Scripture Text: Matthew 18:21-35
You and I save things. Favorite photos, interesting articles — we all save things. Homer and Langley Collyer hoarded things. Everything. Newspapers, letters, clothing — you name it, they kept it.
Born in the late 1800s to an affluent Manhattan couple, the brothers lived in a luxurious three-story mansion at the intersection of Fifth Avenue and 128th Street. Homer earned a degree in engineering; Langley became a lawyer. All seemed good in the Collyer family.
But then mom and dad divorced in 1909. The boys, now in their 20s, remained in the home with their mother. Crime escalated. The neighborhood deteriorated. Homer and Langley retaliated by escaping the world. For reasons that therapists discuss at dinner parties, the duo retreated into their inherited mansion, closed and locked the doors.
They were all but unheard of for nearly 40 years. Then in 1947 someone reported the suspicion of a dead body at their address. It took seven policemen to break down the door because the entrance was blocked by a wall of newspapers, folding beds, half a sewing machine, old chairs, part of a winepress and other pieces of junk. After several hours of digging, policemen found the body of Homer, seated on the floor, head between his knees, his long and matted gray hair reaching his shoulders.
But where was Langley? That question triggered one of the strangest searches in Manhattan history. Fifteen days of quarrying produced 103 tons of junk — gas chandeliers, a sawhorse, the chassis of an old car, a Steinway piano, a horse’s jawbone and, finally, one missing brother. The stuff he’d kept had collapsed on and killed him.
Bizarre! Who wants to live with yesterday’s rubble? Who wants to hoard the trash of the past? You don’t, do you? Or do you?
Not in your house, mind you, but in your heart? Not the junk of papers and boxes, but the remnants of anger and hurt. Do you pack-rat pain? Amass offenses? Record slights?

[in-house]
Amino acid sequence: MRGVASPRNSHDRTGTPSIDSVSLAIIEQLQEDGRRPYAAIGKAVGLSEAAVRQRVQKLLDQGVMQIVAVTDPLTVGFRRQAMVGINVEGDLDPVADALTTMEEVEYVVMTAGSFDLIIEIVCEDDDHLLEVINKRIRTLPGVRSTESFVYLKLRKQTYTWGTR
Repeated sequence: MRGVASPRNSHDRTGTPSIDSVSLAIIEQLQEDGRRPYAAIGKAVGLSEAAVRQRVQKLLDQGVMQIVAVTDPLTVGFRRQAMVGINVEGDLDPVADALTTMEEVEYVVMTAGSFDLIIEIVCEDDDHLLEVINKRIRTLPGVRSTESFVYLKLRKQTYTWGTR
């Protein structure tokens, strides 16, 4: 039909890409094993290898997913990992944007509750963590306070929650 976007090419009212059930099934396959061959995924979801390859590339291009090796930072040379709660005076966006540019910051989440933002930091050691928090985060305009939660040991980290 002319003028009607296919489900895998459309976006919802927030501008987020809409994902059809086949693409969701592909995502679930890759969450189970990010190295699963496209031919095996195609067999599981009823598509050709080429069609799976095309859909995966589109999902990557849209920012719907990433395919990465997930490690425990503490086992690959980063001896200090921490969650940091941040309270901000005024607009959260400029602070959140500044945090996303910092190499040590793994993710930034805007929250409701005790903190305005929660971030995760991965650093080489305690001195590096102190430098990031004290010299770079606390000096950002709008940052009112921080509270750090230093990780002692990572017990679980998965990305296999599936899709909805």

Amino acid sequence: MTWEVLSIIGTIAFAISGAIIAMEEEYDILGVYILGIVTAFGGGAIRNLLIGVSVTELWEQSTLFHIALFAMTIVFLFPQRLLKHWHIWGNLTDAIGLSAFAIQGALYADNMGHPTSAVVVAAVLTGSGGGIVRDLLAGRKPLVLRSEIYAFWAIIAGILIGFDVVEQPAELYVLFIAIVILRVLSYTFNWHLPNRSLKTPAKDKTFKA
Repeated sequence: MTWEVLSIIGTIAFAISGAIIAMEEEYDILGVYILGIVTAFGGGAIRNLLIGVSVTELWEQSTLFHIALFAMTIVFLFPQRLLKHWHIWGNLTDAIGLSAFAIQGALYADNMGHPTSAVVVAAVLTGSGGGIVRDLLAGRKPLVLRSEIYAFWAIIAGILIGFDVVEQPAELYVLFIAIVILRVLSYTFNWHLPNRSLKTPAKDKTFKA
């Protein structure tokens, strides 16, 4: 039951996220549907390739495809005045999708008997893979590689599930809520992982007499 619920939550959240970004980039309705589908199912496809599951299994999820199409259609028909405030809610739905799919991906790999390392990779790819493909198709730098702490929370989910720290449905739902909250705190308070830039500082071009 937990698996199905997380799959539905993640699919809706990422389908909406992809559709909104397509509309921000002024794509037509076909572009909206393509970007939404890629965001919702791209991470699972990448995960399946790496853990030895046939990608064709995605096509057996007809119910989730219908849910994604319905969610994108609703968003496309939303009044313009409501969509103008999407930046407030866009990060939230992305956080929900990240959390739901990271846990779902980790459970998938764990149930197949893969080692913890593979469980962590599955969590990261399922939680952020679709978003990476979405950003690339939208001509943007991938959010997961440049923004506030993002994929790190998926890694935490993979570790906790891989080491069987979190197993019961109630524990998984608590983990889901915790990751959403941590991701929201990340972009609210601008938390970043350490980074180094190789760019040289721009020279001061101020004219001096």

A tour of your heart might be telling. A pile of rejections stockpiled in one corner. Accumulated insults filling another. Images of unkind people lining the wall, littering the floor.
No one can blame you. Innocence takers, promise breakers, wound makers — you’ve had your share. Yet doesn’t it make sense to get rid of their trash? Want to give every day a chance? Jesus says: Give the grace you’ve been given.
Take a long look at his reply to Peter’s question: “‘Lord, how often should I forgive someone who sins against me? Seven times?’‘No,not seven times,’Jesus replied, ‘but seventy times seven!'” (Matthew 18:21-22).
That noise you hear is the sound of clicking calculators. Seventy times seven equals 490, we discover. My, I can legally get rid of my husband. He blew past this number on our honeymoon.
But then Jesus curtails our calibrated grace by relating a two-act play:
Act 1: God forgives the unforgivable.
Therefore, the Kingdom of Heaven can be compared to a king who decided to bring his accounts up to date with servants who had borrowed money from him. In the process, one of his debtors was brought in who owed him millions of dollars. He couldn’t pay, so his master ordered that he be sold — along with his wife, his children and everything he owned — to pay the debt (Matthew 18:23-25).
Such an immense debt. More literal translations say the servant owed 10,000 talents. One talent equaled 6,000 denarii. One denarius equaled one day’s wage (Matthew 20:2). One talent, then, would equate to 6,000 days’ worth of work. Ten thousand talents would represent 60 million days or 240,000 years of labor. A person earning $100 a day would owe $6 billion.
Whoa! What an astronomical sum. Jesus employs hyperbole, right? He’s exaggerating to make a point. Or is He? One person would never owe such an amount to another. But might Jesus be referring to the debt we owe to God?
Let’s calculate our indebtedness to him. How often do you sin, hmm, in an hour? To sin is to “fall short” (Romans 3:23).
Worry is falling short on faith. Impatience is falling short on kindness. The critical spirit falls short on love. How often do you come up short with God? For the sake of discussion, let’s say 10 times an hour and tally the results. Ten sins an hour, times 16 waking hours (assuming we don’t sin in our sleep), times 365 days a year, times the average male life span of 74 years. I’m rounding the total off at 4,300,000 sins per person.